The COP26 agreement reached in Glasgow has been heralded by some and criticised by others. The wide-ranging set of decisions, resolutions and statements that constitute the outcome of COP26 is the fruit of intense negotiations over the past two weeks, and tough work over many months.

The COP26 agreement expresses alarm and utmost concern that human activities have caused around 1.1 °C of global warming to date and that impacts are already being felt in every region. It also stresses the urgency of enhancing ambition and action in relation to mitigation adaptation and finance in this critical decade to address gaps between current efforts and pathways in pursuit of the ultimate objective of the Convention and its long-term global goal.

The College believes that climate change is a common concern of humankind, and is encouraged that the right to health, as well as obligations on human rights; the rights of minorities and the most vulnerable in society including migrants, those with disabilities and children; the right to development and the right to gender equality are all recognised as key consideration for countries as they seek effective action on climate change.

On health specifically, the College is encouraged by the COP26 Health Programme which has been developed and delivered by the UK Government during its presidency of the COP26 summit. The programme enables transformational change in health systems globally that, we hope, will protect both people and the planet whilst elevating the trusted voices of health professionals to present the health argument for more ambitious action on climate change.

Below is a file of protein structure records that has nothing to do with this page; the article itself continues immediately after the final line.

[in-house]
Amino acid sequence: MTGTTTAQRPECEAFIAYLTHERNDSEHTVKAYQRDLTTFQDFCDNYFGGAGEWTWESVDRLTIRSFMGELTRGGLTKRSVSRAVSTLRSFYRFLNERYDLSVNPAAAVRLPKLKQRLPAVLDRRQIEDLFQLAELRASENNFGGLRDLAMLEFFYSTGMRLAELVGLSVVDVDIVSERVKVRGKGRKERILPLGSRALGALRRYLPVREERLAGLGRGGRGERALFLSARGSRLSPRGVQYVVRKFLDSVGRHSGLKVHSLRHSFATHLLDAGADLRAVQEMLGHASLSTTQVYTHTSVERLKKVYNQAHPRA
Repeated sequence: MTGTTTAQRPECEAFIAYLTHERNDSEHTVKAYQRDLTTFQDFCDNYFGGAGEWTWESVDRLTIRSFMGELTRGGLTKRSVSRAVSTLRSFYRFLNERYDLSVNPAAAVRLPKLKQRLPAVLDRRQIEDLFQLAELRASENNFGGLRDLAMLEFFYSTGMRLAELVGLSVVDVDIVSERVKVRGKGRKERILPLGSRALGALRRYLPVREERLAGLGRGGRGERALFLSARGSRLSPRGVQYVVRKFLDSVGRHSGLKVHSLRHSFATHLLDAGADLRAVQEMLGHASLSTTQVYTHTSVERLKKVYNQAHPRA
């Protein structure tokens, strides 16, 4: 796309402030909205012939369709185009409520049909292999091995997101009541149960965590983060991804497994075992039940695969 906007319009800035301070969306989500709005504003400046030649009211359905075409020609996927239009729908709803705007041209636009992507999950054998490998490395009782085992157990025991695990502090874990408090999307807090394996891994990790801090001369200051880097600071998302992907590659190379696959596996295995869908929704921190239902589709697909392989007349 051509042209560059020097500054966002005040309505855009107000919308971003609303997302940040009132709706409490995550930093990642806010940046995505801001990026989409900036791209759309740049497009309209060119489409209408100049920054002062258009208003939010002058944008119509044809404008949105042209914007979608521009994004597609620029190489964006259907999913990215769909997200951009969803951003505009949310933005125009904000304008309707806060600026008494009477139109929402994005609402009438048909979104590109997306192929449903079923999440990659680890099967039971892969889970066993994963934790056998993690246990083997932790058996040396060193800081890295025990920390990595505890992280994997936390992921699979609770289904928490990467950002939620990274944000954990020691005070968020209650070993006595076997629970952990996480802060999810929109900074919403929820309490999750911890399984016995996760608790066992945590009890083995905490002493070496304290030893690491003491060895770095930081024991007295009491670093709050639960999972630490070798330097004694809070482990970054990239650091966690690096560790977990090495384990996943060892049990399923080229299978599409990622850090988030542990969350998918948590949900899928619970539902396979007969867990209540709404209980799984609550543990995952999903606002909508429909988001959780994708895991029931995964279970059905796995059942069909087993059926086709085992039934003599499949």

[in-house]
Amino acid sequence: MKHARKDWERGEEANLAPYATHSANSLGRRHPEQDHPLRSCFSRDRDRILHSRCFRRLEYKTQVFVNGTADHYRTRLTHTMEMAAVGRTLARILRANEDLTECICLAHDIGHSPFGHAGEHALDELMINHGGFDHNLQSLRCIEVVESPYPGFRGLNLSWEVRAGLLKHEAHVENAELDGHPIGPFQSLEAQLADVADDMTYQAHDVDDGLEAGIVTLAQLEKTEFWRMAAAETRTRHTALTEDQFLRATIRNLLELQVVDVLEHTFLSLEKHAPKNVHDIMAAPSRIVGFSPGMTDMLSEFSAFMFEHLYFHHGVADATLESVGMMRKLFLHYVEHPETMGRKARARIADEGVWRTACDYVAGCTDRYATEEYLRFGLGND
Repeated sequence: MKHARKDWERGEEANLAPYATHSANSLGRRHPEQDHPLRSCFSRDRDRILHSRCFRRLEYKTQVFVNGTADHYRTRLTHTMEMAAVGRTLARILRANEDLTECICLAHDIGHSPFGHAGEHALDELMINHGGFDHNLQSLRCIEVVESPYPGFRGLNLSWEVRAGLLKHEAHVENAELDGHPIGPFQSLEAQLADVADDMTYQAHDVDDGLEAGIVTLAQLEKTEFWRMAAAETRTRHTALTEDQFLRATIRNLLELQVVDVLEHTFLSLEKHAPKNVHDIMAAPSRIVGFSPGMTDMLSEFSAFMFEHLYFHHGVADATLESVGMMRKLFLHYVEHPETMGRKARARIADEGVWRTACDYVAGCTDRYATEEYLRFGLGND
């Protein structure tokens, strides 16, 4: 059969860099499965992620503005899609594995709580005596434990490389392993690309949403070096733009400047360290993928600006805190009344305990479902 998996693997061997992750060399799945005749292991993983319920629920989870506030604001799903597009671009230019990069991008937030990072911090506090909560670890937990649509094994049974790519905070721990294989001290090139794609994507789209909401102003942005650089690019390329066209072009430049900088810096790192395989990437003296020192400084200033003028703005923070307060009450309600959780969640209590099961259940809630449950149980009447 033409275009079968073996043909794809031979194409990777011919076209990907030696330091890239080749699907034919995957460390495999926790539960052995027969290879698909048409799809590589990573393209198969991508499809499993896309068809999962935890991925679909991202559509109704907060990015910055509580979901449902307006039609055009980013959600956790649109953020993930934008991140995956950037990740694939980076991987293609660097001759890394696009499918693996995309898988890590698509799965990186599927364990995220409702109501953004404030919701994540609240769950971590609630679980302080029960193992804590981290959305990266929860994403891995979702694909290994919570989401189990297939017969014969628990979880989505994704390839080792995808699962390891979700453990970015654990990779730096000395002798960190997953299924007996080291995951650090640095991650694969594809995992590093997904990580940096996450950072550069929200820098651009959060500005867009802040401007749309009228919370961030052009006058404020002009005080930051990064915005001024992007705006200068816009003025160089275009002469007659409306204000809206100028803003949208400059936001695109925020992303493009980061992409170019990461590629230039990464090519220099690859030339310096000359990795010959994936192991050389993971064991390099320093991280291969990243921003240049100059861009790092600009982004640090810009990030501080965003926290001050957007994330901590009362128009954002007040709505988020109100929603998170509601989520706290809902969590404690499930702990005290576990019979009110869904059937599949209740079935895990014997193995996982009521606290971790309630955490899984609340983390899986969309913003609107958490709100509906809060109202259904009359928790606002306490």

As a result of the programme, 52 countries have committed to building health systems which are able to withstand the impacts of climate change and which are low carbon and sustainable. These include 47 countries, representing over a third of global health care emissions, which have committed to develop a sustainable, low-carbon health system. 14 of these 47 countries have set a deadline of 2050 or earlier, by which their health system will reach Net Zero.

In Scotland, the NHS has reset its targets on reducing carbon emissions. It now has an ambition to bring the net zero target to 2040 instead of 2045. All four UK health administrations have pledged that services will have net zero climate impact by 2045. Some of the measures the NHS in Scotland will take include all NHS Scotland owned buildings using renewable heat by 2038; moving to zero emissions of medical nitrous oxide by 2027 and all NHS Scotland small and medium vehicles will be net zero by 2025. These are measures which, if achieved, will help the NHS in Scotland to significantly reduce its carbon footprint. The NHS climate actions for all four UK nations can be read here.

Finally, the College is working to do its bit on climate change and sustainability. We have established an Advisory Forum on the Environment which is examining what more we can do to reduce our carbon footprint, in addition to actions already taken including offering sustainable catering solutions and providing recyclable drinking cups across the College buildings. We also contributed to and supported a recent statement on the climate emergency by the Academy of Medical Royal Colleges and Faculties in Scotland, of which we are an active member.